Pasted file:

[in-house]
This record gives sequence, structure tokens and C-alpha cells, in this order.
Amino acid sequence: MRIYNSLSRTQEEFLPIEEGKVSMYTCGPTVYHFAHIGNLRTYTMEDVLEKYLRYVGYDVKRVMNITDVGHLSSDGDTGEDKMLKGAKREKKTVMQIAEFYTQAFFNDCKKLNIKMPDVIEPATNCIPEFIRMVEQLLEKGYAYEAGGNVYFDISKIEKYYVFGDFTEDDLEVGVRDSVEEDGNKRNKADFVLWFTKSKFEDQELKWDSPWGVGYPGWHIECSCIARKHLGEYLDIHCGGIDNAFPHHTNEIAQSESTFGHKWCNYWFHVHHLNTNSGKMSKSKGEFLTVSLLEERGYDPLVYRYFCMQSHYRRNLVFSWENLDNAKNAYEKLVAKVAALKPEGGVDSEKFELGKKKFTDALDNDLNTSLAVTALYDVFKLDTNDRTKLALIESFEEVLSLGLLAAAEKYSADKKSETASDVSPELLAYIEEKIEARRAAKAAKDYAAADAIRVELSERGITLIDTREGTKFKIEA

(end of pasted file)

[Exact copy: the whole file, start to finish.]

[in-house]
This record gives sequence, structure tokens and C-alpha cells, in this order.
Amino acid sequence: MRIYNSLSRTQEEFLPIEEGKVSMYTCGPTVYHFAHIGNLRTYTMEDVLEKYLRYVGYDVKRVMNITDVGHLSSDGDTGEDKMLKGAKREKKTVMQIAEFYTQAFFNDCKKLNIKMPDVIEPATNCIPEFIRMVEQLLEKGYAYEAGGNVYFDISKIEKYYVFGDFTEDDLEVGVRDSVEEDGNKRNKADFVLWFTKSKFEDQELKWDSPWGVGYPGWHIECSCIARKHLGEYLDIHCGGIDNAFPHHTNEIAQSESTFGHKWCNYWFHVHHLNTNSGKMSKSKGEFLTVSLLEERGYDPLVYRYFCMQSHYRRNLVFSWENLDNAKNAYEKLVAKVAALKPEGGVDSEKFELGKKKFTDALDNDLNTSLAVTALYDVFKLDTNDRTKLALIESFEEVLSLGLLAAAEKYSADKKSETASDVSPELLAYIEEKIEARRAAKAAKDYAAADAIRVELSERGITLIDTREGTKFKIEA